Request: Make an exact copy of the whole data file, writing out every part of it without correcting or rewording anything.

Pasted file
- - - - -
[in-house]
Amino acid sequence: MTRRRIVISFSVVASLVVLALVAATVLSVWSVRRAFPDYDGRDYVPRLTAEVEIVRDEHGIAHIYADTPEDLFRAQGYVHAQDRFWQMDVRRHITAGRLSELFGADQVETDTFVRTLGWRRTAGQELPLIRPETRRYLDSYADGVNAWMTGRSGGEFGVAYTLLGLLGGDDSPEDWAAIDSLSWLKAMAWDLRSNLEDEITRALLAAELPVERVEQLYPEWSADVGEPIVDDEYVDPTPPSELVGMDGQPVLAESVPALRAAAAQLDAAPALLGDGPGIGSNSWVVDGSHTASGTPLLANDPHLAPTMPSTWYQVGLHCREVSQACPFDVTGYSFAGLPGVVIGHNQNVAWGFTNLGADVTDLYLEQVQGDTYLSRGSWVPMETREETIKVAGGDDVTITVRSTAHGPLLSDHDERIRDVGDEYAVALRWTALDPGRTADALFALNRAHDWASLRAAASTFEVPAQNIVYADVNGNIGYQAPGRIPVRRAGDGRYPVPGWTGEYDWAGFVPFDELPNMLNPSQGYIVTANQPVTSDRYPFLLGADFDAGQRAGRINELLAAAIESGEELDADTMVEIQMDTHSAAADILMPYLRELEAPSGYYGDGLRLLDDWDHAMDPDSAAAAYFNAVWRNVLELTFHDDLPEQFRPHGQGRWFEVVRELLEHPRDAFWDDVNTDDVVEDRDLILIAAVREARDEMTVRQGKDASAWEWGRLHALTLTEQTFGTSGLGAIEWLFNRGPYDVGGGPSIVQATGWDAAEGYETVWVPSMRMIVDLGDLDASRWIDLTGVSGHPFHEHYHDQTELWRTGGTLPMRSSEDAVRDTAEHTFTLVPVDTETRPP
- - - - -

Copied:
[in-house]
Amino acid sequence: MTRRRIVISFSVVASLVVLALVAATVLSVWSVRRAFPDYDGRDYVPRLTAEVEIVRDEHGIAHIYADTPEDLFRAQGYVHAQDRFWQMDVRRHITAGRLSELFGADQVETDTFVRTLGWRRTAGQELPLIRPETRRYLDSYADGVNAWMTGRSGGEFGVAYTLLGLLGGDDSPEDWAAIDSLSWLKAMAWDLRSNLEDEITRALLAAELPVERVEQLYPEWSADVGEPIVDDEYVDPTPPSELVGMDGQPVLAESVPALRAAAAQLDAAPALLGDGPGIGSNSWVVDGSHTASGTPLLANDPHLAPTMPSTWYQVGLHCREVSQACPFDVTGYSFAGLPGVVIGHNQNVAWGFTNLGADVTDLYLEQVQGDTYLSRGSWVPMETREETIKVAGGDDVTITVRSTAHGPLLSDHDERIRDVGDEYAVALRWTALDPGRTADALFALNRAHDWASLRAAASTFEVPAQNIVYADVNGNIGYQAPGRIPVRRAGDGRYPVPGWTGEYDWAGFVPFDELPNMLNPSQGYIVTANQPVTSDRYPFLLGADFDAGQRAGRINELLAAAIESGEELDADTMVEIQMDTHSAAADILMPYLRELEAPSGYYGDGLRLLDDWDHAMDPDSAAAAYFNAVWRNVLELTFHDDLPEQFRPHGQGRWFEVVRELLEHPRDAFWDDVNTDDVVEDRDLILIAAVREARDEMTVRQGKDASAWEWGRLHALTLTEQTFGTSGLGAIEWLFNRGPYDVGGGPSIVQATGWDAAEGYETVWVPSMRMIVDLGDLDASRWIDLTGVSGHPFHEHYHDQTELWRTGGTLPMRSSEDAVRDTAEHTFTLVPVDTETRPP